In recent years, evidence has accumulated for the presence and activity of fungal communities in a wide variety of aquatic habitats. While numerous studies have provided evidence for metabolically active marine fungi, the extent to which they make a significant contribution to biogeochemical cycling of compounds, including pollutants, is still unknown. The overall aims of this proposal are to assess the diversity, activity and distribution of fungi associated with marine plastic debris samples and to evaluate, and possibly unleash, their ability to degrade complex plastic polymers. This will be achieved (i) by providing detailed information on the identity and environmental significance of fungi associated to a wide variety of plastic samples (retrieved from different aquatic habitats) using molecular marker gene analyses, (ii) by establishing an extensive collection of fungal isolates and by determining their ability to efficiently degrade plastic polymers, and (iii) by optimizing the utilization/degradation yield through microbial consortia, use of surfactants and constrained adaptation through iterative culturing.

Our main hypothesis is that marine fungal communities represent an overlooked and untapped microbial component associated with marine plastic waste and that a better knowledge of their diversity, activity, functions and the exploration of their potential ability to degrade complex plastics could lead to efficient bioremediation applications in the current context of global threat to the planet and its inhabitants.

Noteworthy, in addition to the access to a large collection of plastic samples from different marine locations, the proposed project will take advantage of a funded Tara Expedition starting in May 2019 for a “Tour of Europe”. During this expedition, having for theme ocean research and the preservation of the Ocean in the face of plastic pollution, “fresh” plastic samples (meso, micro and nanoplastics) will be collected and will also be accessible to the MycoPLAST project.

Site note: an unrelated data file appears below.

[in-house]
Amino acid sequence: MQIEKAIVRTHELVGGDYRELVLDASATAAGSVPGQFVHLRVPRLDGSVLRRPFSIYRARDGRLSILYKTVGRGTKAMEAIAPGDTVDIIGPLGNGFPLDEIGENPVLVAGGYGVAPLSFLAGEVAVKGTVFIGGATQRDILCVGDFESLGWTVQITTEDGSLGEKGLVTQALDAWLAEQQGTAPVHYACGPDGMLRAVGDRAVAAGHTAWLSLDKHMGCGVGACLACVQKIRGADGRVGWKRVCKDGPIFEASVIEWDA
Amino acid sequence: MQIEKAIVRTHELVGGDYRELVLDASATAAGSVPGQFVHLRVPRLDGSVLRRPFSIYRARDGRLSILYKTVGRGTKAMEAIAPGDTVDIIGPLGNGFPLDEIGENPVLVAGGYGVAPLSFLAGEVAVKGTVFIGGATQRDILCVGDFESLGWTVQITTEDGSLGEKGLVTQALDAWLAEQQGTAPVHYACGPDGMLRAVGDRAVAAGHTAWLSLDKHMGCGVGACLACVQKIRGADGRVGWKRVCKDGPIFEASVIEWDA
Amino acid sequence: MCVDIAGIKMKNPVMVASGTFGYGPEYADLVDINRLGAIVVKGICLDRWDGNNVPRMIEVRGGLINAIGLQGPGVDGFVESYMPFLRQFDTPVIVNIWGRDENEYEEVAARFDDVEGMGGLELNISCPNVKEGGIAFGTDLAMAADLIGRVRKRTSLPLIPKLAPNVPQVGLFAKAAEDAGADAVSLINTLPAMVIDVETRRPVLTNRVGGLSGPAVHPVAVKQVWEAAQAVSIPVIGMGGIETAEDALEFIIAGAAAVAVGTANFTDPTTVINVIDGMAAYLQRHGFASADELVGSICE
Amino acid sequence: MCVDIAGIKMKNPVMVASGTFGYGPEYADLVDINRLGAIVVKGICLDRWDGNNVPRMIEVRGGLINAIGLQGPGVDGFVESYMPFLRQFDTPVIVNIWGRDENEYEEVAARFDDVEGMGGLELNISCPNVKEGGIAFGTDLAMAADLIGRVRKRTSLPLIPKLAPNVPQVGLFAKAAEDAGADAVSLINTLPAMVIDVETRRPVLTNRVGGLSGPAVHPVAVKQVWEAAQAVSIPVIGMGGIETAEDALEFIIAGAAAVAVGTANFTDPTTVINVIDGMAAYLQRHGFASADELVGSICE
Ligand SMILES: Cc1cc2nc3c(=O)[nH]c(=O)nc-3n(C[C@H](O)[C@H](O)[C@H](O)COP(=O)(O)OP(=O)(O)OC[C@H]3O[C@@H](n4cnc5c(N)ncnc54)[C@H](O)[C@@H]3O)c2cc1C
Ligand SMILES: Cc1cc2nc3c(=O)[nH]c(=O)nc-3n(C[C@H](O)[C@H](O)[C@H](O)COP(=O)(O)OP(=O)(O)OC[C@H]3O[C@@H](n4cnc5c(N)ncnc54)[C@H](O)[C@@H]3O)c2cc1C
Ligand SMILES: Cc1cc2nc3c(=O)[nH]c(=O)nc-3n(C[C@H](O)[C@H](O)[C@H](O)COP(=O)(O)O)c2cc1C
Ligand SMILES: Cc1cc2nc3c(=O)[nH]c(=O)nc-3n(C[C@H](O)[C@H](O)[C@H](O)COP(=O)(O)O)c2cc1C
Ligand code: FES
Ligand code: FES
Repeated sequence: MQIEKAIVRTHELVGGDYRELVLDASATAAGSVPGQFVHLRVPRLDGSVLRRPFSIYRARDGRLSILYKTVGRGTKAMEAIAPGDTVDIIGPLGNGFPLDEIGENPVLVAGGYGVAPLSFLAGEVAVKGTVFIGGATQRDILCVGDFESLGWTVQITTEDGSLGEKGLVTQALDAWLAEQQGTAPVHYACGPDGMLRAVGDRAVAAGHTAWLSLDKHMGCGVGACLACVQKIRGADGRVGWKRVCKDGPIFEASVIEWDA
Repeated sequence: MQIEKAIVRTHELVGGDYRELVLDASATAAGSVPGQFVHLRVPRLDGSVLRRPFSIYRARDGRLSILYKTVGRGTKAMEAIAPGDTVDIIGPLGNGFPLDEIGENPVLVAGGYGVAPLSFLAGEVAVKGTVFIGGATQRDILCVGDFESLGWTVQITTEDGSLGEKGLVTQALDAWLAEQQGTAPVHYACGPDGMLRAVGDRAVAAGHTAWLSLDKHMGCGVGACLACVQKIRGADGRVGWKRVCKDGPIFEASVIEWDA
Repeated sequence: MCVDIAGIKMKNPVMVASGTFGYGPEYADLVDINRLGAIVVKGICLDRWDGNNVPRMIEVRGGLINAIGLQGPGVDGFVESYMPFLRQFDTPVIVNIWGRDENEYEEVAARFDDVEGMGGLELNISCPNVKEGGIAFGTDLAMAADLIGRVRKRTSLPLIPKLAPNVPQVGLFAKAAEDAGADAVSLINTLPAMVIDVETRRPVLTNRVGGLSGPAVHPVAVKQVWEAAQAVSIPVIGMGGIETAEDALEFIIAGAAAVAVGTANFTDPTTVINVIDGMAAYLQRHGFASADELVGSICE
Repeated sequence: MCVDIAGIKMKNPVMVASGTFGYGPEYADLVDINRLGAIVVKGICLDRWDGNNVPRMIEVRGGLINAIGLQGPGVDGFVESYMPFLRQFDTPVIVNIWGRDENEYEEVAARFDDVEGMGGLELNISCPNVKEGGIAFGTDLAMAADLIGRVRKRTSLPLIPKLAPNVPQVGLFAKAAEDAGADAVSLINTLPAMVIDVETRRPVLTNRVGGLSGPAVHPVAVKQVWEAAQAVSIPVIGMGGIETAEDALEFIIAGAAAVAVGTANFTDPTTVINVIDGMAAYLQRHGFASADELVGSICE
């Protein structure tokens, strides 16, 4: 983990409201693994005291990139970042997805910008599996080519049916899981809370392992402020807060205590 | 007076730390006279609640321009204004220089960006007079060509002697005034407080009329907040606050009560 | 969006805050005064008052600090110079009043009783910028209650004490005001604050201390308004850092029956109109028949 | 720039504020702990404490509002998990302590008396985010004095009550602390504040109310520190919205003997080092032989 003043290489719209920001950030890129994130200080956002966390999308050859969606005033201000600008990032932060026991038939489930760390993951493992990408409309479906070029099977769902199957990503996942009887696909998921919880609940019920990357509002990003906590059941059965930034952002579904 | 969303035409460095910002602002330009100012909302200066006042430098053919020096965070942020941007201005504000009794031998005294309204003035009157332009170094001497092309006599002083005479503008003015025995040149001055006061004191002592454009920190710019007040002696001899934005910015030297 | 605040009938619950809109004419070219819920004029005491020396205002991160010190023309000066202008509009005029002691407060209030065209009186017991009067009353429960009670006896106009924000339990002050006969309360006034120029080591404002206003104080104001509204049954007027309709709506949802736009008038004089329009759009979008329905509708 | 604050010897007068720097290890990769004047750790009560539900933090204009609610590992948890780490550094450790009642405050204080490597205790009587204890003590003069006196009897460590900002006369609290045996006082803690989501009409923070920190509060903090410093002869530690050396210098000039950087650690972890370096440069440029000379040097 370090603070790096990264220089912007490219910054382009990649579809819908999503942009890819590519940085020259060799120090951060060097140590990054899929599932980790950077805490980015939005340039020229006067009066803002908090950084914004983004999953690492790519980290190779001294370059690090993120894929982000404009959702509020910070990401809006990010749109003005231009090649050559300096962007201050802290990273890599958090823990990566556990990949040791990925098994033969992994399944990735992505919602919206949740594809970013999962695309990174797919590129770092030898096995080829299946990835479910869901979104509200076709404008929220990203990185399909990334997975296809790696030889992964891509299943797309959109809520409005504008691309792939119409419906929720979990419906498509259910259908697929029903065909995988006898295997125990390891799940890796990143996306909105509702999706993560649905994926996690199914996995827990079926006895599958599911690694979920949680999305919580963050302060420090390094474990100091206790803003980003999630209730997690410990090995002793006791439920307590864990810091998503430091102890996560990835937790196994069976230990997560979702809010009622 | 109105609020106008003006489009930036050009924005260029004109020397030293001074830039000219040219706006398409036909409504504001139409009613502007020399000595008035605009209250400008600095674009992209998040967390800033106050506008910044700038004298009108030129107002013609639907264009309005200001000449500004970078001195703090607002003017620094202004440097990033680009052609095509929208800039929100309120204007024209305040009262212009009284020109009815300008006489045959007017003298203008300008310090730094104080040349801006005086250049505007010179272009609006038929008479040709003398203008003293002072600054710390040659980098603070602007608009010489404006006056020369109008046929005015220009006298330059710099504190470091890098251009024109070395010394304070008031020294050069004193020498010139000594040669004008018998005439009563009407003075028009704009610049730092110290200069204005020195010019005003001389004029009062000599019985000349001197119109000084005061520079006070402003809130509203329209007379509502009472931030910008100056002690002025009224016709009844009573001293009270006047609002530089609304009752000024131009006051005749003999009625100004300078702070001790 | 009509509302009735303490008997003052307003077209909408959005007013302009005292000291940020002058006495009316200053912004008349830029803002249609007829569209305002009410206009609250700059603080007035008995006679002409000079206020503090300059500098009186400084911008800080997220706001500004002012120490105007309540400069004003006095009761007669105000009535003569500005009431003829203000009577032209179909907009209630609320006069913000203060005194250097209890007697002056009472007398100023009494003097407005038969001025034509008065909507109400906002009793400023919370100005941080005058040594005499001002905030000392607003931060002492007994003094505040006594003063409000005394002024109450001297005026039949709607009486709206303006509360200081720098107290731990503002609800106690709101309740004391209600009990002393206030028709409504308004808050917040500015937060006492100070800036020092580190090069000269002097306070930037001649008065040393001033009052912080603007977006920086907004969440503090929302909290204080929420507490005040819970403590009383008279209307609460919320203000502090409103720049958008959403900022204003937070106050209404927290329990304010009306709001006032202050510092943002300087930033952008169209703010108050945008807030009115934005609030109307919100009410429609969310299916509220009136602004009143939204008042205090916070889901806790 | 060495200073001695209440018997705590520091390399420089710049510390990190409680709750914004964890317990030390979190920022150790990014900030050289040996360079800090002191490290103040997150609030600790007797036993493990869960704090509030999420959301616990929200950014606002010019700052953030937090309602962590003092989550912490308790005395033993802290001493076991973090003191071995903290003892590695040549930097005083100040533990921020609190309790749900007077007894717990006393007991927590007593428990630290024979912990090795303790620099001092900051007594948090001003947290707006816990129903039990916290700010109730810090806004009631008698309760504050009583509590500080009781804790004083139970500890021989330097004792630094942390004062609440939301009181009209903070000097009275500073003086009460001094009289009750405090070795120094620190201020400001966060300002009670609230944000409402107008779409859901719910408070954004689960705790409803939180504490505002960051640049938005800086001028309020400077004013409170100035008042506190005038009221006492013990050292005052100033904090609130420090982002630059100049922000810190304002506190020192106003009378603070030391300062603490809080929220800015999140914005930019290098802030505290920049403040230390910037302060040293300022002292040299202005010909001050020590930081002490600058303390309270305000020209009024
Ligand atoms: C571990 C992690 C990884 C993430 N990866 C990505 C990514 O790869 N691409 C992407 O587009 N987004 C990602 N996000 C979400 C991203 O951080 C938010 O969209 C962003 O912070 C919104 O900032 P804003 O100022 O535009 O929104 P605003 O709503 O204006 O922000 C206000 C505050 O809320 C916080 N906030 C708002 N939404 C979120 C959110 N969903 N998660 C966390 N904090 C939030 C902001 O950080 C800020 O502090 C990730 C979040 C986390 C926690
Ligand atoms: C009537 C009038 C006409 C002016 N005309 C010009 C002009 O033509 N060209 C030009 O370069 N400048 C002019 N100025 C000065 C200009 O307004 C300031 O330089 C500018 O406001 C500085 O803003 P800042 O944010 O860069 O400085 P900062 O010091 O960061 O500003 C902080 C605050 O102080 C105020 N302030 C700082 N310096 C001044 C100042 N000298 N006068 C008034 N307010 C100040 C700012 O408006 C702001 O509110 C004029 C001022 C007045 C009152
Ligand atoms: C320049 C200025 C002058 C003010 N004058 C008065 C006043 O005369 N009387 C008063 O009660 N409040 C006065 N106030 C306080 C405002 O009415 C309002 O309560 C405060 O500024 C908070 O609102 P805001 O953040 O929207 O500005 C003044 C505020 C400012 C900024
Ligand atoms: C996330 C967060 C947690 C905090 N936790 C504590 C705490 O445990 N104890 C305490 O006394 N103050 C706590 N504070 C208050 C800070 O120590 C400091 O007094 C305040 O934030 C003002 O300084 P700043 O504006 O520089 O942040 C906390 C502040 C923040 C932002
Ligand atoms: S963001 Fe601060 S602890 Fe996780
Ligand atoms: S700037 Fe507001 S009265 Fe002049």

The limited but nevertheless encouraging studies on these specific microorganisms clearly highlight the interest of this research topic, allowing to consider that the MycoPLAST project is highly original and will definitely lead to scientific breakthroughs and can be a first step towards standardized bioremediation approaches lowering plastic pollution in the Ocean through the bio-stimulation of specific marine microbial degraders.

Project coordinator

Monsieur Gaëtan Burgaud (LABORATOIRE UNIVERSITAIRE DE BIODIVERSITE ET ECOLOGIE MICROBIENNE)

The author of this summary is the project coordinator, who is responsible for the content of this summary. The ANR declines any responsibility as for its contents.

Partner

OUC Ocean University of China / Li's lab
Woods Hole Oceanographic Institution / Edgcomb's lab
ICCF INSTITUT DE CHIMIE DE CLERMONT-FERRAND
MAPIEM LABORATOIRE MATERIAUX POLYMERES INTERFACES - ENVIRONNEMENT MARIN
EA3882 LABORATOIRE UNIVERSITAIRE DE BIODIVERSITE ET ECOLOGIE MICROBIENNE

Help of the ANR 194,400 euros
Beginning and duration of the scientific project: January 2020 - 42 Months